Traveling from one town to the next is a huge part of the game, unfortunately you don’t do any of the actual driving. After finishing a level, you will be presented a screen that lets you check the status of the survivors who joined you (if any), the items you scavenged, the items you stored in the vehicle, and a map. When you pick a location to travel to, you will be given three ways to travel. You can use the back roads that uses up more fuel but stops a lot to let you search for supplies and your vehicle won’t break down as much, you can use the normal streets that use up a moderate amount of fuel while letting you stop to look for supplies sometimes, or you can use the highway where you don’t use as much gas but your car will break down a lot. Upon choosing a way to travel, you will see your vehicle being driven on the road during a glorified loading scene.
For the first few segments of the game I chose to travel via highway because I didn’t want to make unnecessary stops all the time. Unfortunately, I was wrong! My vehicle broke down at least twice per travel and I was forced to look for spare parts in repetitive looking places! These places were full of zombies so stealth was the only way to safely get the spare tire or battery, and that meant spending a lot of time sneaking around in what was becoming a very boring and familiar level. After I collected enough fuel, I decided to use the back roads. My vehicle almost never broke down and any stops that were suggested I was able to skip and choose to just continue driving.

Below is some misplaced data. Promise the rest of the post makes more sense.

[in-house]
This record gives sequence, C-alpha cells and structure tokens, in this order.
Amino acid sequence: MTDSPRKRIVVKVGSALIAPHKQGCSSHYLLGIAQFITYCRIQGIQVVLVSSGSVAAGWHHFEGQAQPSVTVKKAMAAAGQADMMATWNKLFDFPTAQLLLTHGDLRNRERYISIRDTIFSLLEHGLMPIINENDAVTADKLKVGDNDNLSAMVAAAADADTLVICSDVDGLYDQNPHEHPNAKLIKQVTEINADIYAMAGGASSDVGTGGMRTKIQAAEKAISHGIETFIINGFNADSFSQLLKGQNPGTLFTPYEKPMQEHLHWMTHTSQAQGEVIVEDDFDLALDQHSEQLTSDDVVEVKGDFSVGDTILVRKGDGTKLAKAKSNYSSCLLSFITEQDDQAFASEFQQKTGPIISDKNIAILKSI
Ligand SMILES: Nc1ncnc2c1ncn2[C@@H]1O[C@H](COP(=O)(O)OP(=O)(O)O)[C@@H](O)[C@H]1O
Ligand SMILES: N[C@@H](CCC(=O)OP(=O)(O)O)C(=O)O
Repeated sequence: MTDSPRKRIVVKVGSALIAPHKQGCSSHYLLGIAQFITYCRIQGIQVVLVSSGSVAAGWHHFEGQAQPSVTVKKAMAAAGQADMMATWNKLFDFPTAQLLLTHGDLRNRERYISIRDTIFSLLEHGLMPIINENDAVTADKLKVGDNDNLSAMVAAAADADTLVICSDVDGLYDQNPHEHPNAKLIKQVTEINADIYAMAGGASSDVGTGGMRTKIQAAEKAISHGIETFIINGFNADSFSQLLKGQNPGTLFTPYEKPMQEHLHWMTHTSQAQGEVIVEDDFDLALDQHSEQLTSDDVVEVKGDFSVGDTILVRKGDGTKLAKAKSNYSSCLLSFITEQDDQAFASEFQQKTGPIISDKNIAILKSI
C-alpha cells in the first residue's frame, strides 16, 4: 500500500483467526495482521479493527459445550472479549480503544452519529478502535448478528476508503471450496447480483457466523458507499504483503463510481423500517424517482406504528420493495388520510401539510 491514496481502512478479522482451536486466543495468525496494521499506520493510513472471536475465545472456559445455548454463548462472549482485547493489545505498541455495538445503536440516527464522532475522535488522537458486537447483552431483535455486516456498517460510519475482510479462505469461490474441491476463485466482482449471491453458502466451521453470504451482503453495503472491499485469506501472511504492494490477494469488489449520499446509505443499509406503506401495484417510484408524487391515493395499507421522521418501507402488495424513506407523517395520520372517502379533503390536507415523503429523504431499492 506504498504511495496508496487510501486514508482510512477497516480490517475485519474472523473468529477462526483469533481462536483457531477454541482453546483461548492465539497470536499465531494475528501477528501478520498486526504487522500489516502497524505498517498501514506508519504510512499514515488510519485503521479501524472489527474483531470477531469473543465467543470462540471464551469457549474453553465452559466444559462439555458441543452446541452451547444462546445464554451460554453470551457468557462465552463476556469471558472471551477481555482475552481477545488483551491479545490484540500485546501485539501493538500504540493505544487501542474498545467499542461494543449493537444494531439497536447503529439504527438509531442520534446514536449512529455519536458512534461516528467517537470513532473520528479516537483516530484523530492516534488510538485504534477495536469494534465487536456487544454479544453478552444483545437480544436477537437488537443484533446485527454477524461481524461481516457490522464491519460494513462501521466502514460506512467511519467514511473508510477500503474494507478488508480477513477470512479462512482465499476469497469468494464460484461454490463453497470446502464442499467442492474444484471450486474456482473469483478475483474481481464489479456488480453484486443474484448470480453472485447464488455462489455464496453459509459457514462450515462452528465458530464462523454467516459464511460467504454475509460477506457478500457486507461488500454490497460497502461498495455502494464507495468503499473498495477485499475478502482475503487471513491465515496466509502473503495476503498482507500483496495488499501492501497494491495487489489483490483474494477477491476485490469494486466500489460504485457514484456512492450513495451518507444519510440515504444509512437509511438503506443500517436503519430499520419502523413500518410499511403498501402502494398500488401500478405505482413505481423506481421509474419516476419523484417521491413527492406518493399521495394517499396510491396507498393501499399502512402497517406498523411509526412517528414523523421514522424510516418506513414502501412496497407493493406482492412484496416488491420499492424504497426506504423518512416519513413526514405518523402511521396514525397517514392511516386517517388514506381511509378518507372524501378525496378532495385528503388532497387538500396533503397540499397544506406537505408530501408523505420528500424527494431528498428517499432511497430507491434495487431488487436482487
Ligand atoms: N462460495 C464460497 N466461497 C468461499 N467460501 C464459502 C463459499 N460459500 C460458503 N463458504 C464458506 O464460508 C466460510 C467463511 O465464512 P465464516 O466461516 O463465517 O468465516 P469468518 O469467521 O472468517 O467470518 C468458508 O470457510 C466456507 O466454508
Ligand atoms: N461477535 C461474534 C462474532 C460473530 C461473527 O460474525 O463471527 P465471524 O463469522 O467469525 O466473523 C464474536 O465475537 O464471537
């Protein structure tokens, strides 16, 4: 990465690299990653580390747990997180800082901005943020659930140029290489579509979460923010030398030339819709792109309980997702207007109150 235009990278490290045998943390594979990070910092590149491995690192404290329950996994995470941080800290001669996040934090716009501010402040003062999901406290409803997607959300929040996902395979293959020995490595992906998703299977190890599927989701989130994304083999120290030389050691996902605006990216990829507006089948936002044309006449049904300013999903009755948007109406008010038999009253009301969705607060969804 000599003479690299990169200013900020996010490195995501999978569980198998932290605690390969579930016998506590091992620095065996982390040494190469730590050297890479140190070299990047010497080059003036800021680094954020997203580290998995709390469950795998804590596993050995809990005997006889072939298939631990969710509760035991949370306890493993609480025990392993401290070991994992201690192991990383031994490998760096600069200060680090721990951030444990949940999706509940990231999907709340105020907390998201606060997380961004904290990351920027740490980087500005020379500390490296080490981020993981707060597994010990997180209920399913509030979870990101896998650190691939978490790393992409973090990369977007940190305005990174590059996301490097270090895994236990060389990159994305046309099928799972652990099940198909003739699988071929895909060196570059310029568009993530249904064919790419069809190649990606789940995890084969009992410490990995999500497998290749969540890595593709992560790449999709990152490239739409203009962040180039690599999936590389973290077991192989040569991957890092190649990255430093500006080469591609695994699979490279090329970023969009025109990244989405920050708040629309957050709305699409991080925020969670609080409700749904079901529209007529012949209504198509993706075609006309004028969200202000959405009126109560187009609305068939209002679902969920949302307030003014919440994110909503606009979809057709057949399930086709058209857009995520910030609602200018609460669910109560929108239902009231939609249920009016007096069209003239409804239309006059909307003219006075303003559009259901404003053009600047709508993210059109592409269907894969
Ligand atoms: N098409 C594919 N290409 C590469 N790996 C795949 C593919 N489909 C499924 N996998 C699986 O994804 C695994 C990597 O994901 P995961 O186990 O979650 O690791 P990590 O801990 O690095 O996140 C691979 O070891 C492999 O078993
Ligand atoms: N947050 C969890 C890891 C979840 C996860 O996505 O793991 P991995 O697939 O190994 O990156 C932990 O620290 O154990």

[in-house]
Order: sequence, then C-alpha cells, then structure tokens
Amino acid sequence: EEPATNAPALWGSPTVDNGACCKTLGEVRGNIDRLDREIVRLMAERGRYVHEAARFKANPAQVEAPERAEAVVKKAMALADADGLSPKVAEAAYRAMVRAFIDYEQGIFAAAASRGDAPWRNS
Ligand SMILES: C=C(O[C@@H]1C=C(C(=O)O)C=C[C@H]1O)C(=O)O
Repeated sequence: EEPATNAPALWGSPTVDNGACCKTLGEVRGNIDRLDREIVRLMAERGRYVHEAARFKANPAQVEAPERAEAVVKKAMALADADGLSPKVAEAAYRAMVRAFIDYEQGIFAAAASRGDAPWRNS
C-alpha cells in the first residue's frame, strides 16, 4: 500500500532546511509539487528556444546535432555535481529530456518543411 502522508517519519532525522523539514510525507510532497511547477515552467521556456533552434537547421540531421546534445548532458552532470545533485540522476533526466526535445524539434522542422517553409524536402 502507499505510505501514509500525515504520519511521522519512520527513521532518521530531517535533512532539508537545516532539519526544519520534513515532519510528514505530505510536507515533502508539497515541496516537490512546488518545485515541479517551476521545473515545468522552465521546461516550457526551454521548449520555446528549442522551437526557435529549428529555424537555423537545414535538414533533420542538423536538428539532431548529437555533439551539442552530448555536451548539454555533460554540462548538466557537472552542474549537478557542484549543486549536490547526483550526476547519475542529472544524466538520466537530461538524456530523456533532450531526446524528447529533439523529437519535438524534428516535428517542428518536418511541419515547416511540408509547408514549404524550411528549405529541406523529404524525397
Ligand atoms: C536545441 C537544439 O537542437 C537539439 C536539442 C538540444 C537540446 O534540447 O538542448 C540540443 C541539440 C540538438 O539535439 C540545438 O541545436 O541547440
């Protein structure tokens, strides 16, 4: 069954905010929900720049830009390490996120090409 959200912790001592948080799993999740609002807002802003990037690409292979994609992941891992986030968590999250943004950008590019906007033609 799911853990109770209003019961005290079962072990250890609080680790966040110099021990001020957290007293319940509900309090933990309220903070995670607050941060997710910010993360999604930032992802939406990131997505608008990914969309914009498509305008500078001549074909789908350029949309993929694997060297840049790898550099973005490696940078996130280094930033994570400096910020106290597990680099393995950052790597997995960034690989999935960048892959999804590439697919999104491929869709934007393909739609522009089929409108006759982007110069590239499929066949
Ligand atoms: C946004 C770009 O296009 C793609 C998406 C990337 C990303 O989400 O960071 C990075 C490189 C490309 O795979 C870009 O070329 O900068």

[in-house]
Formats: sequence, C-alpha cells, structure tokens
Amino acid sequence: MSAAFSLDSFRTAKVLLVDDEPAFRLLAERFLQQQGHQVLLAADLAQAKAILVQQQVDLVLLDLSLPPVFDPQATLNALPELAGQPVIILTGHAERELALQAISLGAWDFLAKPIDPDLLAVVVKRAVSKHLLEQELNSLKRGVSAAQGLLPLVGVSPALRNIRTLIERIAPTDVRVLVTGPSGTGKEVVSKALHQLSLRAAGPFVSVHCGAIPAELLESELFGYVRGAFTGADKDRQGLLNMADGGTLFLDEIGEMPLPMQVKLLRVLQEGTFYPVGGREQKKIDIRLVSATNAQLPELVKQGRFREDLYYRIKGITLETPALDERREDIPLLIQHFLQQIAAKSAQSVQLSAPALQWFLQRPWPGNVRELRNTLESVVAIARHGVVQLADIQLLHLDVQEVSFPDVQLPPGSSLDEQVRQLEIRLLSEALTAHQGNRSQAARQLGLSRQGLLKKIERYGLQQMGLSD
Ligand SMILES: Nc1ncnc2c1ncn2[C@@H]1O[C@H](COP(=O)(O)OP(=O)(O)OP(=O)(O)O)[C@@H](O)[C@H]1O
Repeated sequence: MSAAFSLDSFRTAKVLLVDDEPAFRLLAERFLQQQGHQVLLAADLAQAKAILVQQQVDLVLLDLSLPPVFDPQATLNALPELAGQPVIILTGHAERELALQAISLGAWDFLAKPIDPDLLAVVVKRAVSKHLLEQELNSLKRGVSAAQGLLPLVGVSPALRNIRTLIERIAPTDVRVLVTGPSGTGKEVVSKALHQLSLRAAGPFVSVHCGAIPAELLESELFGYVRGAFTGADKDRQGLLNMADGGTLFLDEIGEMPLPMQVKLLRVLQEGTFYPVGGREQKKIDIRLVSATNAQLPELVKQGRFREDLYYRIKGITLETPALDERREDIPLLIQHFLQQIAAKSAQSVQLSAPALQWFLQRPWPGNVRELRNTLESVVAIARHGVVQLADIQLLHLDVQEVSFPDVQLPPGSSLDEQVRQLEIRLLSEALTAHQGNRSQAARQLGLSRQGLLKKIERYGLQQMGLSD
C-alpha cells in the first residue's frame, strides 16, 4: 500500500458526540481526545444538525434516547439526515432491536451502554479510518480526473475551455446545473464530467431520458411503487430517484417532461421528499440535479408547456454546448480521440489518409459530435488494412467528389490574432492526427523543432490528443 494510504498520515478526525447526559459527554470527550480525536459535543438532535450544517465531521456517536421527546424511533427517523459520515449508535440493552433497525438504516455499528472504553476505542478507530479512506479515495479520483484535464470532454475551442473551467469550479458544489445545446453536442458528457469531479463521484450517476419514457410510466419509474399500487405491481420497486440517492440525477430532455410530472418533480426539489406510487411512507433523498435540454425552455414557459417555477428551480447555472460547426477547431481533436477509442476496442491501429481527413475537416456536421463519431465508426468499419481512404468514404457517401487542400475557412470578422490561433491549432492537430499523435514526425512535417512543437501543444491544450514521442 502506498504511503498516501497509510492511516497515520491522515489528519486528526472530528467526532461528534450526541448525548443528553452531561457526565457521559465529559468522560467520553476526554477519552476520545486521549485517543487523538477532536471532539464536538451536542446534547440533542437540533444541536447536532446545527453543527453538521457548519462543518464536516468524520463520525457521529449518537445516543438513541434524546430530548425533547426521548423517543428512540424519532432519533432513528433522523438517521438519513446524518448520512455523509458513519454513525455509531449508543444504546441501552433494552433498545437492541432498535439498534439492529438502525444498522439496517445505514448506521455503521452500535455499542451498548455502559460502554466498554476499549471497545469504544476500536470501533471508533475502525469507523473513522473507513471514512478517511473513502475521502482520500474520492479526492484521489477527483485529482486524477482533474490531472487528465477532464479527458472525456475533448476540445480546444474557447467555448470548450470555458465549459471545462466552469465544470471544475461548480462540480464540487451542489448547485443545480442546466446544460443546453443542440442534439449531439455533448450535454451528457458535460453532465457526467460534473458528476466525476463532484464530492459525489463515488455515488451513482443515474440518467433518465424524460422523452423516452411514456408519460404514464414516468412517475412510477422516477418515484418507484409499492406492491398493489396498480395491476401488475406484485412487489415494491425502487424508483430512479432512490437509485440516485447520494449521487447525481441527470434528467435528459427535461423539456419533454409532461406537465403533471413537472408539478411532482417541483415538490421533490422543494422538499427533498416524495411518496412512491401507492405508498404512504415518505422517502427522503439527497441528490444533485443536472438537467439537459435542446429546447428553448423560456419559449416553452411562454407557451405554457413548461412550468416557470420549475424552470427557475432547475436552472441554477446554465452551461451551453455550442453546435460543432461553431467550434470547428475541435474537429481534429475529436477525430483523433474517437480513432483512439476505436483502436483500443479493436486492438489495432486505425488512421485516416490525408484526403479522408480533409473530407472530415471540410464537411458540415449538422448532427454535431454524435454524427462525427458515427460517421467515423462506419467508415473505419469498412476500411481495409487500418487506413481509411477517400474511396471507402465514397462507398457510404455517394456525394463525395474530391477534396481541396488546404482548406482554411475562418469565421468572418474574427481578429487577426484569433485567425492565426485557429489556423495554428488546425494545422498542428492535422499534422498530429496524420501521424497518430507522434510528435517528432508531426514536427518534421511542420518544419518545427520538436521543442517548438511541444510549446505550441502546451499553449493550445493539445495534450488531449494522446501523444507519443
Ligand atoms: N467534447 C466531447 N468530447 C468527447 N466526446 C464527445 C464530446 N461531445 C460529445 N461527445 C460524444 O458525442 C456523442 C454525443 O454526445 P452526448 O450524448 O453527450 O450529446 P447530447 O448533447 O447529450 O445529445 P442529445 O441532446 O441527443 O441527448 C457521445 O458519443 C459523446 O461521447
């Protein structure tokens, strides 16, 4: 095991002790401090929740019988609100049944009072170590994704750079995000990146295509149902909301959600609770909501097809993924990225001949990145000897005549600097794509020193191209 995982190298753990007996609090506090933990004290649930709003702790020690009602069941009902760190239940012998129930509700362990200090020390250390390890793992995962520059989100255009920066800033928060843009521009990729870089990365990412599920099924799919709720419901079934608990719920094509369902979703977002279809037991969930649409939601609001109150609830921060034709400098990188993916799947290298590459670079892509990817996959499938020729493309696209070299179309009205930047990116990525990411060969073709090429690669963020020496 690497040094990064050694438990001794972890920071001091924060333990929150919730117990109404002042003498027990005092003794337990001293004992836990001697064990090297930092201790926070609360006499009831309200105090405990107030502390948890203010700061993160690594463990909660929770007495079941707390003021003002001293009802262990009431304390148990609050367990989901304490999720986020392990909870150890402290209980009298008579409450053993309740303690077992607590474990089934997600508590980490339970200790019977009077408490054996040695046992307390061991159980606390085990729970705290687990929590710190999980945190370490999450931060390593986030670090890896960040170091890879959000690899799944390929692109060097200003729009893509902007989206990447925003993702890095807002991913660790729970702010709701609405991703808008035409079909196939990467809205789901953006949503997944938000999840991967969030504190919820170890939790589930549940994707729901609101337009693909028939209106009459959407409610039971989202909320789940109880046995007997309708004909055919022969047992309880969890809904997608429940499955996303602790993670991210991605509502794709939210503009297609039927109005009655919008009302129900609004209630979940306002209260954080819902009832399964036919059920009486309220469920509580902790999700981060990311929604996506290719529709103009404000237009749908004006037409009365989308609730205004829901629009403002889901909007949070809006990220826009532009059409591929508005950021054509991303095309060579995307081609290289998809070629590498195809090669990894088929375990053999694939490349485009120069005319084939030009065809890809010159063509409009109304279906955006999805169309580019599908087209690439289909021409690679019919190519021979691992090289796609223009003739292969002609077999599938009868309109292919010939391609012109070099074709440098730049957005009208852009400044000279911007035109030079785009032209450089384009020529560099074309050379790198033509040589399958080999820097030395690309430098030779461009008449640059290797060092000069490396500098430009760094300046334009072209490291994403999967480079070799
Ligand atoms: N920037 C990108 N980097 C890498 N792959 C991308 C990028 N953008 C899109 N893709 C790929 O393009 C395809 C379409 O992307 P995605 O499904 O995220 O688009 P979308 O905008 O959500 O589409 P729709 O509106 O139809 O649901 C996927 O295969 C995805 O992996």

Upon arriving in a town, you can give any survivors who followed you an assignment. They can search for food, ammunition, or fuel. Each survivor has his/her own strengths and weaknesses. You can also read a short description about them, which will give you hints as to what weapon they can use efficiently to survive the job that you’ve given them. Disappointingly, you don’t really get to see the survivors going out with you to look for items. You are still alone during missions. When you finish a level, the survivors also magically appear and have already done their job.
Sometimes, survivors are scripted to die or disappear. This makes giving them a weapon seem like a pretty pointless idea, especially if you can find the necessary supplies by yourself. If you really need to send them out to get stuff for you, then just give them common items that can easily be replaced like hammers. There’s also this time in the game when I thought I’d finally get to see some actual help from the survivors, only to be dismayed when they ran away after yelling “This place is full of walkers!” There were actually just two zombies.
World of The Dead:
If there’s something that this game got right, it’s the amount of zombies that are present, especially at the later levels. Even at the very beginning of the game when you’re just being introduced to the controls, a big group of zombies suddenly emerge out of the woods. That group is considered a small group! In one level you’re inside a building and you have to find your way around because a lot of the hallways have been blocked by debris. Suddenly, you find yourself in a room full of zombies eating people on the floor. As you try to sneak out into the hallway, a group of 20 or more zombies suddenly start marching in front of you and you catch their attention!